The good thing is, the tool works pretty well (at least with Illustrator SVGs) and is OpenSource. Either use it or modify it, and tell me what you think. I did this in a hasty fashion and I probably won't use it a lot, so don't expect updates or bug fixes... But if you feel like improving it, please do so!

The Scroll Effect

Facts

So the other day I had an hour to waste, I decided to learn how to use MooTools classes and, as the best way to learn something is to play with it, I played with it.

About 30 minutes after, I had something  running. Dirty and buggy but still, looking cool. It took me an extra 30 minutes to clean that up, make sure it was working on most browsers, add the Google Analytics tracker, push it online and add it to the projects page...

You probably guessed it already, I'm talking about the Scroll Clock. Well this hour might be the least wasted one of my life. Think I'm radical? Read on!

Results

After tweeting about it twice (once to someone who's interested in netart, and once to the MooTools team) things went big. I don't know exactly how this happened but it (the Scroll Clock page) got love from Gizmodo, swissmiss, QBN, Ajaxian, Neatorama and many more. Wow.

A few days after the tsunami, here's what my Analytics page looks like. My daily average of 600 page views has seriously been put to shame, with a climax on the 19th of November: 313,000+.

Pageviews

Side effects

This is probably the funniest part, not only did I worry for the server the site is hosted on, but a few things happened...

I got 3 job offers ; many friend requests on Facebook, Flickr, Vimeo and so on ; received a donation ; was contacted by a Google guy to add the project to chromeexperiments.com, which I did ; and of course had to bother my friends and colleagues about my new web-fame...

Conclusion

The short one: don't spit on Twitter, it might make you a star. Just joking, keep spitting on it.

The long one: the simplest and shortest project of mine is the one which received the most visitors and love, ironic right? What does that mean? Should I stop working on full-fledged AIR apps?

Prove me wrong!

Paper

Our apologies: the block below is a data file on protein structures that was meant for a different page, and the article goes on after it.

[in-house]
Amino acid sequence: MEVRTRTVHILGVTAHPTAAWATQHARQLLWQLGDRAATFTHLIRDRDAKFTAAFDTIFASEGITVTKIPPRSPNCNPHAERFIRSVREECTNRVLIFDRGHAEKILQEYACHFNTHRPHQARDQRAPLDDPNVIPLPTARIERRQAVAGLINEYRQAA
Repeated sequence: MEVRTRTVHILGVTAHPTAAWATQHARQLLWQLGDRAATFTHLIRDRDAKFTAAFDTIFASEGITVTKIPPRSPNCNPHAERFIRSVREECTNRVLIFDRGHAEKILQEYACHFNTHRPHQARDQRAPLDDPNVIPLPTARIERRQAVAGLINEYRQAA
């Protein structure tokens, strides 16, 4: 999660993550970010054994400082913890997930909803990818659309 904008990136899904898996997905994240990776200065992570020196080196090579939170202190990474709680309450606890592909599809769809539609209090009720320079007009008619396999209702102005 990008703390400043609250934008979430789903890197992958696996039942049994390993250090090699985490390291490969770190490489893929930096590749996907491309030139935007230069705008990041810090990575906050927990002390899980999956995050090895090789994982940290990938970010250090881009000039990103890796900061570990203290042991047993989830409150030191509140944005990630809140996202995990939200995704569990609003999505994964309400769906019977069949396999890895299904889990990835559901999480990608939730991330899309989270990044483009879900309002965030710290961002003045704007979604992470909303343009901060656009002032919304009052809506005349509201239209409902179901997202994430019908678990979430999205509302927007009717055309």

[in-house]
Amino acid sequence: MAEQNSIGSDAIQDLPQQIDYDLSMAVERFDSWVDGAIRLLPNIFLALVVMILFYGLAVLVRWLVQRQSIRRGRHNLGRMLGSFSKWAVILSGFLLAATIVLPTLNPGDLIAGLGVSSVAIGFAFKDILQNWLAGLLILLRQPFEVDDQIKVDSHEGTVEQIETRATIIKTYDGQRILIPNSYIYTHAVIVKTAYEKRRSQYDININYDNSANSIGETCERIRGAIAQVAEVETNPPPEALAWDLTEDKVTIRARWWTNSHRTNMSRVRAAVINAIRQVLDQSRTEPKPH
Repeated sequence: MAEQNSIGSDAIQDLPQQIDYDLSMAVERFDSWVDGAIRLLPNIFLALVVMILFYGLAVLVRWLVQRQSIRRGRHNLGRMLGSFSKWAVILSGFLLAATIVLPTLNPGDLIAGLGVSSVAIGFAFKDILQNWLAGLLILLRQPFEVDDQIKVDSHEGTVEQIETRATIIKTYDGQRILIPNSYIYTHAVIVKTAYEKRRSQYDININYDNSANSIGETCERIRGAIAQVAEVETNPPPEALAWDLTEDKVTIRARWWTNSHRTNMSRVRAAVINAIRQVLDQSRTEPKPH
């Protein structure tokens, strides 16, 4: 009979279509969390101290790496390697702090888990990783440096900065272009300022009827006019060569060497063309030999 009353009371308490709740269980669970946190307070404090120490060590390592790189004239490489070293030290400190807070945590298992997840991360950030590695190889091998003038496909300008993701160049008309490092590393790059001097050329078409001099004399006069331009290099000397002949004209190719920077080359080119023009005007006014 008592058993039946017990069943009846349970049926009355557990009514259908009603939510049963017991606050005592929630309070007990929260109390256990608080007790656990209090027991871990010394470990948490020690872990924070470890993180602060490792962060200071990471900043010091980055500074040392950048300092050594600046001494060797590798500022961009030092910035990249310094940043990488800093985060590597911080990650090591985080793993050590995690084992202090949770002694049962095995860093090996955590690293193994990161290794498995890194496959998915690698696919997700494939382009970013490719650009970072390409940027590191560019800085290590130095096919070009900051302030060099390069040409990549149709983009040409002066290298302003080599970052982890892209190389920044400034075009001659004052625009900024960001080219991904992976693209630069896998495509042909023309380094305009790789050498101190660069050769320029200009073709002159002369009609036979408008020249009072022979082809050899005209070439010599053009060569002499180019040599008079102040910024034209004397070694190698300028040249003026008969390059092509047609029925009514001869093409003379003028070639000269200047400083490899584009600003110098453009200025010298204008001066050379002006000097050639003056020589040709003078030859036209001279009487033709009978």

Introducing my latest project: TW Paper, a simple iPhone/iPod touch wallpaper gallery+collection.

paper-blog-post

A little bit of JavaScript and some Photoshop/CSS trickery to present a growing collection of images designed for your favorite piece of technology!

The page also works on iPhone/iPod touch but looks a little different for better usability. Just tap+hold on the image to save it.

Paper on iPhone

Expect the gallery to evolve, with new images and quotes!

Scroll Clock

I played with MooTools a bit and did that. Useless, opensource, nerdy.

Scroll Clock

I also set up a gallery, so if you've got nice scrollbars that aren't here yet, send' em right away!

Boks–A Visual Grid Editor

Introducing Boks, my latest and most ambitious AIR app to this day!

Do you design web pages? Do you write HTML and CSS? Ever heard about the Grid System and Blueprint CSS? Thought it was a pain to implement? Think again, fool!

Boks is some kind of WYSIWYG to help you setup a grid and baseline rhythm, build and fill your layout and export all this to HTML and CSS in no time.

Got your own CSS style already? No problemo, Boks can use them and eventually merge and compress them within a single "screen.css". Your styles use images? Simply point to your asset directory and it will be included too! Afraid of breaking the baseline rhythm with you randomly sized images? Just select the "Add JS to fix baselines" option and you're good to go!

Enough. Just go grab it (or just have a look at the lovely screenshots) and send feedback!

Apr 01, 2009: Update! I've done some wacky video screencasts that can help you understand everything about Boks, go and have a look! Yes, the sound is not perfect.